Proud Mary…

… keep on earnin’!

With the latest resignation — they keep going up the food chain at North Carolina State; today it’s the chancellor — in the Mary Easley scandal, UD finds herself modifying her position vis-a-vis Mary, who, despite non-stop begging and bullying from a bunch of guys at NCSU desperate to get her out of her politically rigged, massively overpaid, totally corrupt job on campus, has refused to leave.  (Today we also discover, via just-released emails, that her husband — at the time the governor — got the job for her.)

UD now thinks Mary should stay.  Whenever a bunch of guys beat up on a woman it pisses me off.  Screw them.  They did all they could to get the little lady a big money do nothing gig at Patronage Acres and now they’re losing their jobs because they wrote emails to each other about what they were doing.  Mary did everything right according to the Corrupt Southern University System Handbook.  She kept her head down.  She didn’t write any emails.

She gets to stay.

**************

Update: Mary just got canned.
Tragedy of Shakespearean proportions.
Floor strewn with dead bodies, up to and
including Gertrude.

Proud Mary Easley

Y know, every now and then
I think you might like to hear something from UD
Nice and easy

But there’s just one thing
You see UD never does nothing
Nice and easy

She always does it nice and rough
So we’re gonna take the beginning of this song
And do it easy

Then we’re gonna do the finish rough
This is the way we do Proud Mary

And we’re rolling, rolling, rolling on the river
Listen to the story

She left a law job in the city
Working for the man every night and day
And she never lost one minute of sleeping
Worrying bout the way things might have been

Big wheel keep on turning
Proud Mary keep on earning
And we’re rolling, rolling
Rolling on the river

Ate a lot of roe in Russia
Had a chauffeured car in Gay Paree
But she never saw the good side of her marriage
Till she got a job at the UNC

Big wheel keep on turning
Proud Mary keep on earning
And we’re rolling, rolling
Rolling on the river

Professor Avril Henry, whose life work was one of utter delicacy and beauty…

… as she devoted her considerable intelligence and visual skill to the understanding and preservation of England’s medieval heritage, lived alone in a Devon cottage. In retirement, she was active in her town’s affairs, in the continued pursuit of her research, and in the right to die movement.

Because of what she called, in her suicide note, “the illogical, cruel British law” which forbids assisted suicide, once she became too debilitated and ill to want to go on, she had to die an undelicate and ugly death, alone, days after having been harassed by the police for having imported certain lethal drugs.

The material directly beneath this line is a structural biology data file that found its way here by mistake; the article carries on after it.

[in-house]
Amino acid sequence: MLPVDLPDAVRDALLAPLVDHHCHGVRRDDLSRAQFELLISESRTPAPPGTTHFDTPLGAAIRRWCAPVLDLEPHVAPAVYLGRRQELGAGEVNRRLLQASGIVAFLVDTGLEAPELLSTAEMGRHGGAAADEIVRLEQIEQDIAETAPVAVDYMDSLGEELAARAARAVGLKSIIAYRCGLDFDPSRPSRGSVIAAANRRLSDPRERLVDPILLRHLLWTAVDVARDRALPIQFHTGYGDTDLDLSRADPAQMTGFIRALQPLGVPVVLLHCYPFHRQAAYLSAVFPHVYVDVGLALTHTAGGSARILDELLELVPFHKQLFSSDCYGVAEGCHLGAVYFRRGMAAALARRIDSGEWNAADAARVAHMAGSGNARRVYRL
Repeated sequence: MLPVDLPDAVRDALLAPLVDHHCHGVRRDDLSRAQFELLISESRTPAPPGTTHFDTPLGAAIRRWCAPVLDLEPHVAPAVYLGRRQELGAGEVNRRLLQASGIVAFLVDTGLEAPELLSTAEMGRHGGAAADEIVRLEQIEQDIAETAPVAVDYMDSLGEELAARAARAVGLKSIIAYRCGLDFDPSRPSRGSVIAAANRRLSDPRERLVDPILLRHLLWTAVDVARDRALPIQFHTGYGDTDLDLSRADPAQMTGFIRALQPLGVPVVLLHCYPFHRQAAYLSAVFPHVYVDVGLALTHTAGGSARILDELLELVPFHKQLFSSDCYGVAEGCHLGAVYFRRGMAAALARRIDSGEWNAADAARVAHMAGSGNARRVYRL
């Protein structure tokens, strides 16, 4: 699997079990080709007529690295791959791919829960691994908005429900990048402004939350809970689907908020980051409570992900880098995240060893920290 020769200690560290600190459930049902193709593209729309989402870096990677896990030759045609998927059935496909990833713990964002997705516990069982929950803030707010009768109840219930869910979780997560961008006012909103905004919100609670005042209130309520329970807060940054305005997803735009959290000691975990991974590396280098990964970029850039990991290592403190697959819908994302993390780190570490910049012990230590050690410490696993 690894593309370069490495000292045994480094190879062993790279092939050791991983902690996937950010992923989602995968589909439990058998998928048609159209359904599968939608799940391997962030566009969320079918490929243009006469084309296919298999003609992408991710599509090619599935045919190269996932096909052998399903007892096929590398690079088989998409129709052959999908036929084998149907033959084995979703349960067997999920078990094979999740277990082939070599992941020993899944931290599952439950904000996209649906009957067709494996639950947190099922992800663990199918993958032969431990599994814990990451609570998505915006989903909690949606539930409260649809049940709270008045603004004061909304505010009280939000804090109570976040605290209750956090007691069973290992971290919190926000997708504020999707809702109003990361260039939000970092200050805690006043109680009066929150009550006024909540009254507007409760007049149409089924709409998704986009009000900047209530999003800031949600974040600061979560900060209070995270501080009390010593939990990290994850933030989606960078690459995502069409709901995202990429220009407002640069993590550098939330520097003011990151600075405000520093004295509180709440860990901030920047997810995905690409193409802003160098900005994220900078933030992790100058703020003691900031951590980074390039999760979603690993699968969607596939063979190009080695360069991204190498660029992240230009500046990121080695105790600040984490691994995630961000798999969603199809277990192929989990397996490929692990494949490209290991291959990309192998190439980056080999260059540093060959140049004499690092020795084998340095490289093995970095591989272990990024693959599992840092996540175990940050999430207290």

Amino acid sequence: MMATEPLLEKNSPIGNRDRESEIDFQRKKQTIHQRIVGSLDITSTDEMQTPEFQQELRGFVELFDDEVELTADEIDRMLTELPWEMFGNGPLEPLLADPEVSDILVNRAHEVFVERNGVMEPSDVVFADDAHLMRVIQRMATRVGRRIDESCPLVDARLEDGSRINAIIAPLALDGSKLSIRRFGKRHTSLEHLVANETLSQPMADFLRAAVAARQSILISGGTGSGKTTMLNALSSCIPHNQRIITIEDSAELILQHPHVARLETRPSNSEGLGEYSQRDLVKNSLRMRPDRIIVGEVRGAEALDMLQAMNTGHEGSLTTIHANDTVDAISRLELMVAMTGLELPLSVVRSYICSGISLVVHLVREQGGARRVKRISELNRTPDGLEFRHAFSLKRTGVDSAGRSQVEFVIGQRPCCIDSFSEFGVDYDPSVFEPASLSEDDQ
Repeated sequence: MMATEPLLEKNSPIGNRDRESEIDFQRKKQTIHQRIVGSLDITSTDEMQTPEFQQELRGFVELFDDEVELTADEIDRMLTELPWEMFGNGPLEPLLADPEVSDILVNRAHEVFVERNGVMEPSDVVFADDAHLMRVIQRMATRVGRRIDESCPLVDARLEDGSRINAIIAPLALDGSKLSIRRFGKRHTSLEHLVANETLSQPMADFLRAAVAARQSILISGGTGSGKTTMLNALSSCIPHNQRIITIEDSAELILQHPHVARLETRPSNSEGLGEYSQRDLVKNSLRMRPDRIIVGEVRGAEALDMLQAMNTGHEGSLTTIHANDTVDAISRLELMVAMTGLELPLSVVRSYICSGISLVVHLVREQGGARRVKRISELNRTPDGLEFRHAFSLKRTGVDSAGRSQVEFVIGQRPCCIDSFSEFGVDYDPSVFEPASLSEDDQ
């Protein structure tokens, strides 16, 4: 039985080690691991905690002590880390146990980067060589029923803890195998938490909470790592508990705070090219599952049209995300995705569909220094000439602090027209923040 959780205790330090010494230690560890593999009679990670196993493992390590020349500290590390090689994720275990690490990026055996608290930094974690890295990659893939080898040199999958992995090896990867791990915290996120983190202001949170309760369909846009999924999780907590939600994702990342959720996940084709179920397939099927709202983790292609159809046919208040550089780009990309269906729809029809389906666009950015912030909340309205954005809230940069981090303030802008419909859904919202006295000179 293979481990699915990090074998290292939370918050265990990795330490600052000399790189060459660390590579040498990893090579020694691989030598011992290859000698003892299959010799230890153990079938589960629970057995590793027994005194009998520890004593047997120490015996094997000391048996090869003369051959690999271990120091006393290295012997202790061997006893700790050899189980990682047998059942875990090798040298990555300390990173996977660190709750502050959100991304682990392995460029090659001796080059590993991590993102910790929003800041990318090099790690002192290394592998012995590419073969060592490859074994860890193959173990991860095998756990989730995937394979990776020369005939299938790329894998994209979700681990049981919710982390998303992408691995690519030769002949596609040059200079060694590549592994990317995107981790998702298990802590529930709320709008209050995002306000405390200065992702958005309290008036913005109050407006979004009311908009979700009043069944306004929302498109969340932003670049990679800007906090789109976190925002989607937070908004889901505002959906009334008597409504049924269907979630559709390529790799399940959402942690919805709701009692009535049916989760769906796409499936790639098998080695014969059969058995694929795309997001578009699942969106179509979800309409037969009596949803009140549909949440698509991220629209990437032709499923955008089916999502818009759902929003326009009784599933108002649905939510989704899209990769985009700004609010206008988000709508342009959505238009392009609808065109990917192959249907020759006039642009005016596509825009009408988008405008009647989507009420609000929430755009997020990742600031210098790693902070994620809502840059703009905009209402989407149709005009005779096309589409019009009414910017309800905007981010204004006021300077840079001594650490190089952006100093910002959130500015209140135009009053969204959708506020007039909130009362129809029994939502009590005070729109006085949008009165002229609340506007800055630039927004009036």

The note is a model of incision and self-control — and pathos, as she arranges “burial in my orchard” and specifies that she washed the pills down with “a miniature bottle of Cointreau.” Meticulous and courteous to the end, she notes that

If I have fouled the bath in death, please please be kind enough to wash it down: Dettol is provided.

A sad death for a proud, autonomous woman.

*******************

Mary Warnock has written:

When opponents speak of “life being precious”, they forget that life isn’t a kind of stuff, like water, which has an objective value, and which we can be urged not to squander, but to preserve. If a human being has got to the state where her life is hateful to her, no one else can insist it is valuable. It is for her to judge its value.

Warnock also points out that better palliative care, while a solution for some people, would be insupportable for others.

I do not believe that everyone would prefer palliative care. There are those for whom it would be a nightmare and who would prefer death to the drawn-out process of being kept alive and conscious, however kind, attentive and competent their carers.

This is the second right-to-die professor UD has taken note of on this blog. She tends to agree that this is one of the great human rights issues of our time, and she will approach the controversy by following stories about professors who act on their belief that reasonable people deserve the freedom to decide when they have had enough of life.

**********
UD thanks dmf.

***********
A comment on the religious argument:

The main idea here is the “sanctity of life” — the belief that life is precious and death should never be hastened. I can understand this point of view, but I think it should apply only to believers. Why should the rest of the population be held to this standard?

Come with UD on a trip back in time…

… to Mike Locksley’s tenure as University of New Mexico football coach: